Terrebonne General Medical Center: Diane Yeates, Chief Operating Officer

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The people of southeast Louisiana, about 60 miles south of New Orleans, are served by Terrebonne General Medical Center (TGMC). TGMC opened its doors in 1954 with 76 beds and is now the largest community-based hospital in the area with 321 beds. The hospital has about 160 active physicians on staff covering a full spectrum of specialties. Services at TGMC include cardiology, oncology, women’s services, rehabilitation services, gastroenterology, surgery, clinical research, and many more.  TGMC is quite complex in terms of the number of services offered and the size of the organization. “There are very few services that a patient must go outside of our community for,” says Diane Yeates, Chief Operating Officer of TGMC since 2007. “Psych services, severe traumas and burn patients are among the few services that we find necessary to transfer out of the area for treatment.”

Yeates has been with the organization for 20 years, starting as the budget reimbursement director in 1989. “Besides general operations, a great deal of my time is spent on business development, and due to the recent governmental requirements relating to electronic health records, I also spend substantial time supporting our information technology initiatives.” she says. “Our organization has overcome many challenges in our more than 50 year history, all the while successfully delivering compassionate care for our community.  Our Board, our leader, and the rest of our leadership team, with an amazing breadth of experience and knowledge, stand ready to surmount the challenge of many more changes over the next 50 years.”

Assuring the Emphasis is on Customer Service

“One of our most important initiatives is nurturing our culture of customer service. Patients expect hospitals to have the latest and greatest technology, and they expect their clinicians to be educated on the most recent standard of care” Yeates says. “What is important today is the attention paid to the small details around customer service; our experience is that this is the way patients differentiate our hospital from others.”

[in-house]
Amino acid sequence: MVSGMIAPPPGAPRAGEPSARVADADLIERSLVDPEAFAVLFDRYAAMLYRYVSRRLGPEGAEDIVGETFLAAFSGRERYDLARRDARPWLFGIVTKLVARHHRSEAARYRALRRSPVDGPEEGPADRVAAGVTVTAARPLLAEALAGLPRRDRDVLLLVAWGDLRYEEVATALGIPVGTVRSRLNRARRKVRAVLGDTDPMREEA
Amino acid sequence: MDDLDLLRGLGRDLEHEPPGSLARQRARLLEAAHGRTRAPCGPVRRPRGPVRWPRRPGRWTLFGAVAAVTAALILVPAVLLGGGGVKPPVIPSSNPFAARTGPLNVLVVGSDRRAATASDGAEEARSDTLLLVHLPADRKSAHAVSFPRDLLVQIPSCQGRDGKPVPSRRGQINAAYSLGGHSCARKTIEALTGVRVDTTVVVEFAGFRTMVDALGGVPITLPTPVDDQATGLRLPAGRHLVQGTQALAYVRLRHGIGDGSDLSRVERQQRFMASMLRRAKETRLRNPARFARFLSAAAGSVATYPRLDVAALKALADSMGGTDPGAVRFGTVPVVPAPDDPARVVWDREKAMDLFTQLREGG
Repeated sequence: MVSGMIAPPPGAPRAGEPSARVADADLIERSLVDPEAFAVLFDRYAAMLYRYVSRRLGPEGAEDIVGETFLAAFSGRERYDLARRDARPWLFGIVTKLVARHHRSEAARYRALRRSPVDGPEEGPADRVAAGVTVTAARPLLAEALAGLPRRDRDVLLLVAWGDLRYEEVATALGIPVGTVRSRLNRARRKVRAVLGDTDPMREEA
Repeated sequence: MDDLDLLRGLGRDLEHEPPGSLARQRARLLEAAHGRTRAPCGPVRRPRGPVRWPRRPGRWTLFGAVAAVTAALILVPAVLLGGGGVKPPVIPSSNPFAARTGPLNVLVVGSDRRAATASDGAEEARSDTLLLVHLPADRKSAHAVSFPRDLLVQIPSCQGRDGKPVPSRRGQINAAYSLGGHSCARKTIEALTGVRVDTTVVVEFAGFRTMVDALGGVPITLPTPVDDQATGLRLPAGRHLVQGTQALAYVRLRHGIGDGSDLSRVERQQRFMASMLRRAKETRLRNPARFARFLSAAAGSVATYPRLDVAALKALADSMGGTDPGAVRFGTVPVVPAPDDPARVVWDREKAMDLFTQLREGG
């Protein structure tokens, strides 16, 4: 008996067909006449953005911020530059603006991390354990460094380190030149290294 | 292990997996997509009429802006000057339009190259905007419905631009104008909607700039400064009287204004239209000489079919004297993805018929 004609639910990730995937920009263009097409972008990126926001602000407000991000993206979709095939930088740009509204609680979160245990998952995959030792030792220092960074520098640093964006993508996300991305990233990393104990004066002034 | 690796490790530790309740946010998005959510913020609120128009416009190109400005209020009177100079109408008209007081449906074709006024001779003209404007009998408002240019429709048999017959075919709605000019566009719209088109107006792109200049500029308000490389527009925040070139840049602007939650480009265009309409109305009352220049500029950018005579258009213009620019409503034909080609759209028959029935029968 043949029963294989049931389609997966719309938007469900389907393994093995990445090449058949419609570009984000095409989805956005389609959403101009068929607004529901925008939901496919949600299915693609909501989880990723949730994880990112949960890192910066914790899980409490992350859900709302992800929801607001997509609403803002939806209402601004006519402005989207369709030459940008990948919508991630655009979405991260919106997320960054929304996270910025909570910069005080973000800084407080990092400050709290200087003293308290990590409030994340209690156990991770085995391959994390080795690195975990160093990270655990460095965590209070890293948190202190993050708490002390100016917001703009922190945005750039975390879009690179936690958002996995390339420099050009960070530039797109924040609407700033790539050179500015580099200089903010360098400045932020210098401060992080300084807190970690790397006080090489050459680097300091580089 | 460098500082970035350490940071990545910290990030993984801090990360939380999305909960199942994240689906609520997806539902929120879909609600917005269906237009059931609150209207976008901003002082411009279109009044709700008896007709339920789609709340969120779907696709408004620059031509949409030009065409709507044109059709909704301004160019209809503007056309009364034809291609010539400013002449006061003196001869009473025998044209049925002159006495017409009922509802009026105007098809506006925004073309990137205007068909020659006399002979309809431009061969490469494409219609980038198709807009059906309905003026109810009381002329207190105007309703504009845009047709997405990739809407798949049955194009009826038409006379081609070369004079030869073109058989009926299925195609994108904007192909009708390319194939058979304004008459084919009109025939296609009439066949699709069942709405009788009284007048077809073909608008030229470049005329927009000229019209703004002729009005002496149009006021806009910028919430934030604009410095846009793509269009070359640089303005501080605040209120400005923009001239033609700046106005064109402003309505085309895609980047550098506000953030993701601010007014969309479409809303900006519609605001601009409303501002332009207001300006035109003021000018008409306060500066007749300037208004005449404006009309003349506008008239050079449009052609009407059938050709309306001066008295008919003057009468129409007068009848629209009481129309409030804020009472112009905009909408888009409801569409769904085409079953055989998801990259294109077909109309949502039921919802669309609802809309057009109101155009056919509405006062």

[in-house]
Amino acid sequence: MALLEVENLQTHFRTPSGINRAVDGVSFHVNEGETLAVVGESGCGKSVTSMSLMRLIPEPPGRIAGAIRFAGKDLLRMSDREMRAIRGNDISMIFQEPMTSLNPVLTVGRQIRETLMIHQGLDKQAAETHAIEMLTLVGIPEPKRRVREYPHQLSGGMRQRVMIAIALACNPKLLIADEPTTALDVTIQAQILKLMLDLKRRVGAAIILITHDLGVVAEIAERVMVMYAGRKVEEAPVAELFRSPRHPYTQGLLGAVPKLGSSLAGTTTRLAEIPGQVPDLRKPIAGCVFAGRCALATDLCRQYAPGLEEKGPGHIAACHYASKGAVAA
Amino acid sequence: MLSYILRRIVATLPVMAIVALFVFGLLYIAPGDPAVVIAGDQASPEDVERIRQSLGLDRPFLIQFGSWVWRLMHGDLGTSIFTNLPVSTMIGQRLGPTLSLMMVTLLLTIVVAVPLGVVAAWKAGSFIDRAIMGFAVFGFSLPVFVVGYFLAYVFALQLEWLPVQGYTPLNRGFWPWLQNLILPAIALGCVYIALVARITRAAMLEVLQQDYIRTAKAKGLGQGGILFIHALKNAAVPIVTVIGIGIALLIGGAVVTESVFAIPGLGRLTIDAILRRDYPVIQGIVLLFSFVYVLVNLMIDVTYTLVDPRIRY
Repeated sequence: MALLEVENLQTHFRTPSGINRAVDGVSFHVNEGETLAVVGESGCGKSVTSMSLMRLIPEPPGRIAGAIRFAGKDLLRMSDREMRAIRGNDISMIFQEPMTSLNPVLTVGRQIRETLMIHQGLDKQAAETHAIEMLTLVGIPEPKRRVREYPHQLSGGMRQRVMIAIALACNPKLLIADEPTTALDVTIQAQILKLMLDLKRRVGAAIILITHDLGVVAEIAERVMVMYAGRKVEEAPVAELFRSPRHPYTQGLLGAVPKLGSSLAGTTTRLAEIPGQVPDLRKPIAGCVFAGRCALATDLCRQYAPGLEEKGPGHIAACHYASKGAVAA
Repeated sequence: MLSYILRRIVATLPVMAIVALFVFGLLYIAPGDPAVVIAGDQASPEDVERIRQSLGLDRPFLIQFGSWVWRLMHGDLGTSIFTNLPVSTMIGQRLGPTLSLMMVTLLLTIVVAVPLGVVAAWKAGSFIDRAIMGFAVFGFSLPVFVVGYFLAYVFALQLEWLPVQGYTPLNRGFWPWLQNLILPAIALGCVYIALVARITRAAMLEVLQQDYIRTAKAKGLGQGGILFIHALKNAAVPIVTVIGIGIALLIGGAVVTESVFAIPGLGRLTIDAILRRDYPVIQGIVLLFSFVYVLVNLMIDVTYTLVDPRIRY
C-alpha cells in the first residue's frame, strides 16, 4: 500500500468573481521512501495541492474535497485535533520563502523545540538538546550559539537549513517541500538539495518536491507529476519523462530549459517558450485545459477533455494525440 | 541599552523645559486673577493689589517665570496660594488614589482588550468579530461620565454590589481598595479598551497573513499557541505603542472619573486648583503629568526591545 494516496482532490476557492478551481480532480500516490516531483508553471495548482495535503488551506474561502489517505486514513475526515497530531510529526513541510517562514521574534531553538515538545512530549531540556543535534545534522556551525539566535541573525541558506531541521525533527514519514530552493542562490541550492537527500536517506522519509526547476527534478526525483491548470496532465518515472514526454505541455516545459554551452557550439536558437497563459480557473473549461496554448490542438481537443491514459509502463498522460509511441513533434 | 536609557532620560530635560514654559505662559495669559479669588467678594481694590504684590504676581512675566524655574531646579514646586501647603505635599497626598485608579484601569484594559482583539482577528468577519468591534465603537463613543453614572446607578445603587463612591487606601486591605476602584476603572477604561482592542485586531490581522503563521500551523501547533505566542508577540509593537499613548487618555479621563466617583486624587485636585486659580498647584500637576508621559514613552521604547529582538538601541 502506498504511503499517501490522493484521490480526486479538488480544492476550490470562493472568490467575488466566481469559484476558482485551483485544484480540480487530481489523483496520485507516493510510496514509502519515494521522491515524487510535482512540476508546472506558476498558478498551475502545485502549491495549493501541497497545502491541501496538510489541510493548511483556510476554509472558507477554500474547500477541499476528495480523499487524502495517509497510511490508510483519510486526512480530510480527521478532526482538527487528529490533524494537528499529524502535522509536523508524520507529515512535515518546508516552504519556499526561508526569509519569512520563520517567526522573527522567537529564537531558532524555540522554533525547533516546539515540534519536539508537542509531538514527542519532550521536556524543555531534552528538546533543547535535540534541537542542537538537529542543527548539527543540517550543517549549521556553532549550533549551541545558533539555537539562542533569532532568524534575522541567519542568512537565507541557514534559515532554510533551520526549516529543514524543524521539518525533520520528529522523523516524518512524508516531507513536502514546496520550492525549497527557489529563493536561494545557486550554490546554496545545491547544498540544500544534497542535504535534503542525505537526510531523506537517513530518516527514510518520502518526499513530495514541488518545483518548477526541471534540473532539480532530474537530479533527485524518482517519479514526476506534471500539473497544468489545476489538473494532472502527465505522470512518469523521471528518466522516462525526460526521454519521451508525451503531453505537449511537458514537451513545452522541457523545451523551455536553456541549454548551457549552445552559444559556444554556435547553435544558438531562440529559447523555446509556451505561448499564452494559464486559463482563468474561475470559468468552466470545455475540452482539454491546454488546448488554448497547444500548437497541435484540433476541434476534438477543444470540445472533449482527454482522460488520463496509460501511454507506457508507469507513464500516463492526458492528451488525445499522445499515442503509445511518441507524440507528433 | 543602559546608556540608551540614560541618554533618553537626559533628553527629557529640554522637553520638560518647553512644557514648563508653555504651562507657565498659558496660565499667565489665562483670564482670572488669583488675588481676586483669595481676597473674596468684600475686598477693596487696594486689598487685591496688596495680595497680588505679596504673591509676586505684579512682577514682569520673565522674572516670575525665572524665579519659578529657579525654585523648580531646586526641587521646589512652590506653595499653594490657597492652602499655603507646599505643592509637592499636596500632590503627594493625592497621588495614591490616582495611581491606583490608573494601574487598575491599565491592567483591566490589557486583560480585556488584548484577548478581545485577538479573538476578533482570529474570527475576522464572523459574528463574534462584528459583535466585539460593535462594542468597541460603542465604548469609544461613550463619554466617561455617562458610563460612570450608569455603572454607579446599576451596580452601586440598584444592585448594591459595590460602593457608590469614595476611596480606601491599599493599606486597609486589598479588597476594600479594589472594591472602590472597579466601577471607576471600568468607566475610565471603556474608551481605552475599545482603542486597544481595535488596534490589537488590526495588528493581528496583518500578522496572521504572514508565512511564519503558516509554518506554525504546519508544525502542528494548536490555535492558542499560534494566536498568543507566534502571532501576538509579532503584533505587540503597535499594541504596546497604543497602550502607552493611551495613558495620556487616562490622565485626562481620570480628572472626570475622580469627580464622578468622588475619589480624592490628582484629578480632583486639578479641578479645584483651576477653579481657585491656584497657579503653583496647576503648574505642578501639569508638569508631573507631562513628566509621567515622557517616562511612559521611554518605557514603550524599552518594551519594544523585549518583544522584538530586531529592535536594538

Whether it is getting the patient a bottle of water when they are thirsty, a blanket when they’re cold, or taking the time to listen and communicate with the patient and their family, these are simple ways TGMC makes their patient feel important and patients truly appreciate it. So, in order to remain cognizant of the little things, TGMC has reinstituted an emphasis on customer service and customer service training. “We strive to be about the body, the mind, and the spirit. Our employees must believe it and our patients must be able to experience it,” Yeates says.

Even managers and administrators are involved in patient visitations at TGMC. “We’re investing a great deal of time making sure we know about our patients as our customers,” Yeates says. “Even though the health care industry is and continues to be heavily regulated, our patients remain our constant focus.  We are in the business of caring for our patients and for all of our employees this starts with a personal passion.  If it’s just a job, you’re not going to last in this environment.”

Staying on the Forward Moving Path

As previously mentioned, information technology initiatives are currently at the forefront of TGMC’s capital dollars expenditures. They’ve had the electronic medical record in progress for a few years now and external guidelines have shortened the deadline. By February of 2010, Yeates expects TGMC to have an electronic medical records system online, to be followed by pharmacy and physician documentation initiatives.

“We are doing everything we can to fast track electronic I.T. with the resources we have available,” she says. “We’ll probably spend $12 to 15 million on I.T. projects by the time we are finished.”

The organization is building a new cancer program facility, as well as ongoing refurbishing and updating of the existing hospital facility. The hospital partners with Mary Bird Perkins Cancer Center out of Baton Rouge, Louisiana and Cancer Care Specialists, LLC of Houma for its cancer programs. “Our partnership with these groups provides a seamless cancer program and enhanced opportunity to care for our patients. Our purpose for building this facility is to improve patient flow and processes as well as convenience for patients”, says Yeates.

Key to Success

“Preparing for the best future possible, we seek to learn from other leaders who share a similar attitude about service and success. We have to keep an open mind and not be limited by how healthcare has operated in the past. We look to other industries and their successes as well,” says Yeates.

“We’ve been a successful organization even in the toughest of times—and things are only going to get tougher. We have learned to be creative and no opportunity is ever overlooked, no matter how minor or insignificant it may seem. We are a successful leader because we take the time and invest the energy to be creative, to think outside of the box, and continue to be a “learning” organization.”

-by T.M. Simmons

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